Marked stall selling food and shoes. 1400's - Paintings from Issogne castle, Italy

What did medieval people eat?

What ingredients did medieval people in Denmark have to cook with? Which method did they have to cook with and how did they preserve their food?

A while back I did a post on what the vikings ate, which I found really helpful my self when constructing new viking age recipes. I thought I would make one for the medieval period as well. This post is focused on what people in Denmark ate pre-Columbus. I am not an expert so I build this on what other people have written about the period. This is not a complete list of course but is meant as a base to work from.

The heavy basis of Danish medieval food was bread, porridge and gruel. Much of the population did survive on this and little else – especially in early spring when the stocks might be empty. That said many people did eat more interesting things than that and big portions of the population served in richer households where they would be feed. The nobility also hosted lavish feasts where left overs were given to beggars after the feast. That means that a bigger proportion than you would think actually got to taste the lavish noble food that you find in the medieval cookbook.


Meat & fish

Man herding pigs. Note how hairy they are – they look more like boars than modern pigs.

Fish and water animals were very important during lend and fast periods when the Catholic church subscribed not eating meat. 180 days a year were non-meat days – every Wednesday and every Friday.

  • Beef, in Denmark it was common for a farm to have 2-3 cows. The biggest producers had about 50 cattle for meat production.
  • Pork, they looked more like boars than domestic pigs.
  • Goat: meat and milk
  • Sheep: mutton, lamp and milk
  • Chickens: For meat and for eggs
  • Game meat: By the nobility
  • Game birds
  • Geese: For meat
  • Pigeon/squab
  • Herring, fresh, salted or salted and smoked was really imported during lend and other fasting periods. A huge export from Denmark via the Hanseatic League and the Nederlands.
  • Ell
  • Stockfish and dried fish – primarly made of cod
  • Pike
  • Salmon
  • All manner of other salt and fresh water fish: e.g. carp, garfish, redfish, bream, perch, lamprey, etc
  • Mussels and oysters, though they do not seem to have been high status food
  • Crayfish and lobster
  • Seal
  • Whale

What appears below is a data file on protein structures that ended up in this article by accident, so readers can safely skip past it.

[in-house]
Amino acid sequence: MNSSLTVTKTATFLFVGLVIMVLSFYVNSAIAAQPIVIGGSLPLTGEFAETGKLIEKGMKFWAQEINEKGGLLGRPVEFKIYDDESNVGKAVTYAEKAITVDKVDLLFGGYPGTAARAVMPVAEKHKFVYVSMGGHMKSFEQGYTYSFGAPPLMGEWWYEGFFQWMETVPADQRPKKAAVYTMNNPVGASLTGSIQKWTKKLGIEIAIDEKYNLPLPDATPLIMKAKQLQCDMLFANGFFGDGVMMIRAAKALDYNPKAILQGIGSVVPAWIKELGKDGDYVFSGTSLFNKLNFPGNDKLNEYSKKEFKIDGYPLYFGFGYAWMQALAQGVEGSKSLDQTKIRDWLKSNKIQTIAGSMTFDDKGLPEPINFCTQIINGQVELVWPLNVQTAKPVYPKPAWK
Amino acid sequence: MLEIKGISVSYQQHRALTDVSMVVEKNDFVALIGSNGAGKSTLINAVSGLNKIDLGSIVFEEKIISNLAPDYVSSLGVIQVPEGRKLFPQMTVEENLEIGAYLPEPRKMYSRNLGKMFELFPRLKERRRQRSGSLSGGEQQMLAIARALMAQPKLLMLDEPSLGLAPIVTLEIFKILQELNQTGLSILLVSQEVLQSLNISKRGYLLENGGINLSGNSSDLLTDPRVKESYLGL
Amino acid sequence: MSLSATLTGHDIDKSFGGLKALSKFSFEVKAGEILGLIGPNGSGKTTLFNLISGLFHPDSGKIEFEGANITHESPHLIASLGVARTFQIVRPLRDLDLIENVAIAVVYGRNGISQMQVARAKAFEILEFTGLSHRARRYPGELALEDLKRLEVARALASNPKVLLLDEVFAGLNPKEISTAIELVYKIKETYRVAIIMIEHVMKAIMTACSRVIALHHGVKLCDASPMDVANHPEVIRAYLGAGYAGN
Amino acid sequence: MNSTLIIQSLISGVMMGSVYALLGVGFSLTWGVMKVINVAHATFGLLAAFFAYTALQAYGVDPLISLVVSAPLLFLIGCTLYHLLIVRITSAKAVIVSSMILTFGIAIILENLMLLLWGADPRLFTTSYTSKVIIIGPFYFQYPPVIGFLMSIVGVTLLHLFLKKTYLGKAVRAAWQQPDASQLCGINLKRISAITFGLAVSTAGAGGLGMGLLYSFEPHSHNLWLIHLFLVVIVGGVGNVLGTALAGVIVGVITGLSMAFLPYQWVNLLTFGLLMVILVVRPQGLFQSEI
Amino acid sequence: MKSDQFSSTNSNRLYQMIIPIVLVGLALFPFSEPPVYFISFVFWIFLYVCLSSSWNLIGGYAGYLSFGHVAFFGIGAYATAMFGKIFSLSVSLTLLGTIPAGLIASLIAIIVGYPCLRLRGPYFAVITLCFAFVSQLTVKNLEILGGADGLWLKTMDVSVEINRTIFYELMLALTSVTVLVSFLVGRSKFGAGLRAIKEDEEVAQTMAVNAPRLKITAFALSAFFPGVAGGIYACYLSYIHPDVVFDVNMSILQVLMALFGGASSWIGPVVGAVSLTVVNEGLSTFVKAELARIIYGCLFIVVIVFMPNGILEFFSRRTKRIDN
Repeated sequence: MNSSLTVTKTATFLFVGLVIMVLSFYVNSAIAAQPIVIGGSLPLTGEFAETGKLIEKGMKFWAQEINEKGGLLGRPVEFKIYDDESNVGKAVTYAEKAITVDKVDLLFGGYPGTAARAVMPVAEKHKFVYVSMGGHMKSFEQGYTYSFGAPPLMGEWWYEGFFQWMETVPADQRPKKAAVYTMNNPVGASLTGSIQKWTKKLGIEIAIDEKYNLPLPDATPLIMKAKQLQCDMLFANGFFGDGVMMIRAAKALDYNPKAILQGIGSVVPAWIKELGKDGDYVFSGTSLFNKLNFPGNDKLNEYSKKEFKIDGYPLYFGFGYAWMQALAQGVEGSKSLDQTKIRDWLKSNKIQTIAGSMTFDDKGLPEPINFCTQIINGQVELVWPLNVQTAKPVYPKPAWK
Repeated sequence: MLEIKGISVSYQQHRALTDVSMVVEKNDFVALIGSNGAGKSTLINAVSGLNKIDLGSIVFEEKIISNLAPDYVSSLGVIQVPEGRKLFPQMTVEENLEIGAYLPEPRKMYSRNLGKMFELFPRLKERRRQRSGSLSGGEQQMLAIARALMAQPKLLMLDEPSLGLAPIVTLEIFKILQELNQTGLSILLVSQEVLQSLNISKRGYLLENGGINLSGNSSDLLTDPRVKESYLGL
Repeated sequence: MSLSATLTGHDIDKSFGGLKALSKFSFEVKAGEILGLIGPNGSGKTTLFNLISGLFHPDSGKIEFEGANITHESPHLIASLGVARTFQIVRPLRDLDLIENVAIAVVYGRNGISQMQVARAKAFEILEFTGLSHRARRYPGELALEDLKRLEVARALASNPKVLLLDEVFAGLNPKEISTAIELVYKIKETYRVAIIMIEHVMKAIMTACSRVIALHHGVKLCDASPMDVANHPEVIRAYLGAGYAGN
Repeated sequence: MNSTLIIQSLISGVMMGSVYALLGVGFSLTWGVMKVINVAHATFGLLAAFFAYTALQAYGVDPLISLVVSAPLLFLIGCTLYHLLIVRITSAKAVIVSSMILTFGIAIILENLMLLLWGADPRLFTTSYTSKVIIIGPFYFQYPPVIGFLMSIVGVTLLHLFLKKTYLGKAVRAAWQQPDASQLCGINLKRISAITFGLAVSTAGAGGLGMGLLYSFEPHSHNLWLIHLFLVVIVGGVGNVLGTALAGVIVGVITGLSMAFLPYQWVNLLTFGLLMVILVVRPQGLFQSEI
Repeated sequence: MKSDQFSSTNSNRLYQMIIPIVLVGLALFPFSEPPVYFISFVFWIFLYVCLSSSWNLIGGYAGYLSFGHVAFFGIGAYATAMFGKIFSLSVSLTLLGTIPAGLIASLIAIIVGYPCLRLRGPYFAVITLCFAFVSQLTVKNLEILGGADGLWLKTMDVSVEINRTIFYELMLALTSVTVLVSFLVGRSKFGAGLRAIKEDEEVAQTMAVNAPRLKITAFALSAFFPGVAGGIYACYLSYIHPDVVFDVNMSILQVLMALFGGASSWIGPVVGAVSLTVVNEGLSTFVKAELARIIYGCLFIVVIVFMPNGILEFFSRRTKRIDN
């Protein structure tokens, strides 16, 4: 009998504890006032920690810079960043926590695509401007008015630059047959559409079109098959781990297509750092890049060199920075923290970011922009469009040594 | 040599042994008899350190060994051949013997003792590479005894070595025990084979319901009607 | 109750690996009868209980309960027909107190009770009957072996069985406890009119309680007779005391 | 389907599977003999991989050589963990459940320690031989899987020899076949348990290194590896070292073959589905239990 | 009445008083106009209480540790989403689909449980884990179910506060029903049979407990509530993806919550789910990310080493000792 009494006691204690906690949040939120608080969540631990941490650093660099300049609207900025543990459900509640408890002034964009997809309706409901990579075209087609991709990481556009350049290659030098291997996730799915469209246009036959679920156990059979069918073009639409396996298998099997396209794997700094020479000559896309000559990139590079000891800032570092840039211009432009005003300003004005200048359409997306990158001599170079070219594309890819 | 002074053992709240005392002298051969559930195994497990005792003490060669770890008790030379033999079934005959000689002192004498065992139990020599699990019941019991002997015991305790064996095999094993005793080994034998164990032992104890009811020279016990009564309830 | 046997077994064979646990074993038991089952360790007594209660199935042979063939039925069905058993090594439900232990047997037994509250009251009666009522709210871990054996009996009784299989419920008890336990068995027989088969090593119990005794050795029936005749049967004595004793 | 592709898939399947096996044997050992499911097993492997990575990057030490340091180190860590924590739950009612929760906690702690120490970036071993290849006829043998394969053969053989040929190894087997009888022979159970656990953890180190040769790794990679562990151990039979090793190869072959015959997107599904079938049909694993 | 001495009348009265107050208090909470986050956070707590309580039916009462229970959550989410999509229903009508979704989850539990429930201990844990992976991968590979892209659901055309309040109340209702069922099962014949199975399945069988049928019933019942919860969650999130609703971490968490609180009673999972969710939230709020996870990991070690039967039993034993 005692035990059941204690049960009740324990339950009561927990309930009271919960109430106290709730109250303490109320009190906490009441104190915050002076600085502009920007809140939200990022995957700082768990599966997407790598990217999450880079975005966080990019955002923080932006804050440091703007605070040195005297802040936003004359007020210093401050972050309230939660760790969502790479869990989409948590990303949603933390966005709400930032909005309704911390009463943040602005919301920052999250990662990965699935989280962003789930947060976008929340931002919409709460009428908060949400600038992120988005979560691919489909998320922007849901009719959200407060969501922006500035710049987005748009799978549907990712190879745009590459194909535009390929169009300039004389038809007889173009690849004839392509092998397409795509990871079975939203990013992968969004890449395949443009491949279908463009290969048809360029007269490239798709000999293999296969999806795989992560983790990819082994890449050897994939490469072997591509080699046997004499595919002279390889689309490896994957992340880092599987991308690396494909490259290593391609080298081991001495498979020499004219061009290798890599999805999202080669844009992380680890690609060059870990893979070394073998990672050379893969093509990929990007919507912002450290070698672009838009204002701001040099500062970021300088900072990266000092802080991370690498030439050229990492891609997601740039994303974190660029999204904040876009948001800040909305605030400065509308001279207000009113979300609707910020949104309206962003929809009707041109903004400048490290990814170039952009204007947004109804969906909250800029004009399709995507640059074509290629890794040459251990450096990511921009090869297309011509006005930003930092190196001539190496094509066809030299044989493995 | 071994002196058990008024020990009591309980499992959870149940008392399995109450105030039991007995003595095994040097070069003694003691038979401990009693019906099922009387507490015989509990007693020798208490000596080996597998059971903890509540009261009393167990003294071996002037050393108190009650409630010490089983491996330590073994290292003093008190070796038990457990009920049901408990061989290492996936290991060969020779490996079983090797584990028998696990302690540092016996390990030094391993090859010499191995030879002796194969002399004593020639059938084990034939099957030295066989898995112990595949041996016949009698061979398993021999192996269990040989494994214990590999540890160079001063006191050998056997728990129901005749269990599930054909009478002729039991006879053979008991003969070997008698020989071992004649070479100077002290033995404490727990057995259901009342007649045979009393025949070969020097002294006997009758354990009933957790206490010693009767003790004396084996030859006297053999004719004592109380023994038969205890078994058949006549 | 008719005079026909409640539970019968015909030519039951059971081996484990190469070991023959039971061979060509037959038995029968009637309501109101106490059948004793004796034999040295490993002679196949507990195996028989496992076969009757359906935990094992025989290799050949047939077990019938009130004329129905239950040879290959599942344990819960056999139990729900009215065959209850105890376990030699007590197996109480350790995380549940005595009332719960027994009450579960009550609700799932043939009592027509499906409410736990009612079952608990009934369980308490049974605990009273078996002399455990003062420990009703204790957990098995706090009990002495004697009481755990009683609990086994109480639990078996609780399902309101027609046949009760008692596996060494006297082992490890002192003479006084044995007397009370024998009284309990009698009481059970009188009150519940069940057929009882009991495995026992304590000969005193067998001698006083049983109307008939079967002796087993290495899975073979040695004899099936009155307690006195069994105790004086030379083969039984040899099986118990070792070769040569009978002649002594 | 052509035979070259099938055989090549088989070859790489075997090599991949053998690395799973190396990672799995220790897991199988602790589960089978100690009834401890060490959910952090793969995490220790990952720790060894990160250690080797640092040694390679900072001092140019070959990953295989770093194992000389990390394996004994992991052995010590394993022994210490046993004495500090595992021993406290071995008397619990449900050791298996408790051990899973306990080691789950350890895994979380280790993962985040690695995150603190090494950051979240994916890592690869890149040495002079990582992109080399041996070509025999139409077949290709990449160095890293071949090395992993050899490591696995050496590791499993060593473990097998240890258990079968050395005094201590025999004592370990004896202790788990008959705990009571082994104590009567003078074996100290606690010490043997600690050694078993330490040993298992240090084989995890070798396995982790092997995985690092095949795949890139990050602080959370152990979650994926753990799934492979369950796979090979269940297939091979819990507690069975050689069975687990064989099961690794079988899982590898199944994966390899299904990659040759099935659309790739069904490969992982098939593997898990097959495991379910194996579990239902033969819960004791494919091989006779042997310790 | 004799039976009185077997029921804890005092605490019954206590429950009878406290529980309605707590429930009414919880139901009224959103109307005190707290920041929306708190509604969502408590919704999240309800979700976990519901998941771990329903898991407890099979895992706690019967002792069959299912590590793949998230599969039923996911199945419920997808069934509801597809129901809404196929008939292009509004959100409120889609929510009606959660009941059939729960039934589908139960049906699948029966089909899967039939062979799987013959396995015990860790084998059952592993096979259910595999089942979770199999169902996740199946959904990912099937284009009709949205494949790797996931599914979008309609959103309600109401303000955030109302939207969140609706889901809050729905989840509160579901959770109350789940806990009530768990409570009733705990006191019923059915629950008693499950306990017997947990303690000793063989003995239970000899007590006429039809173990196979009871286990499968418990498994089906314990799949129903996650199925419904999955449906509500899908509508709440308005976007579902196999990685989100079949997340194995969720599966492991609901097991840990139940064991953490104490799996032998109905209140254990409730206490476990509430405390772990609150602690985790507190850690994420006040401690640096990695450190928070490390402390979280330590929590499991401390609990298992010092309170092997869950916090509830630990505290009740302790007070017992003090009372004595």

• Other water mammals

Grains & nuts

Women making round white breads. Illustration: Tacuinum Sanitatis
Women making round white breads. Illustration: Tacuinum Sanitatis

You could do a long blog post or really a book about the history of bread and the bread in the middle ages – for now I will just put a few remarks next to each item. A few grains were used as filler – that is to say that you put it in the bread to stretch the flour if you were short.

  • Wheat, expensive and sparely used in everyday cooking. Wheat wasn’t grown much in Denmark in much of the medieval period, so most it often had to be imported, which of course pushed up the price. Primarily used by the nobles and rich people or for feasts. It was also used in religious contexts. The price of wheat was about twice of that of rye.
  • Rye, most bread was rye-bread sometimes mixed in with other grains. The most commonly grown grain in Denmark.
  • Barley, used in porridge, as filler in bread and for brewing beer of course. Malt: Both used in beer production and as a sweeter.
  • Oats, were primarily used as animal feed or as filler in bread or porridge.
  • Almonds
  • Hazelnut
  • Walnut
  • Rice: Imported and used both for porridge and as rice flour.
  • Peas: Dried and used in porridge and milled to flour in bread.
  • Chickpea
  • Buckwheat

Fruits & vegetables

La récolte des choux Tacuinum Sanitatis, XVe siècle Paris, BnF, Département des manuscrits, Latin 9333 fol. 20
The first danish word for a kitchen garden was a “kålhave” or a literally a kale garden. Illustration: La récolte des choux Tacuinum Sanitatis, XVe siècle Paris, BnF, Département des manuscrits, Latin 9333 fol. 20

Many plants that we take for granted don’t seem to be commonly grown in Denmark in the middle ages. Which seems weird as they grow just fine and are know in the rest of Europe. Many root vegetables were not grown. I need to do some more research on these but it seems that all of these were not commonly grown in Denmark until after 1520 – which is almost unfathomable.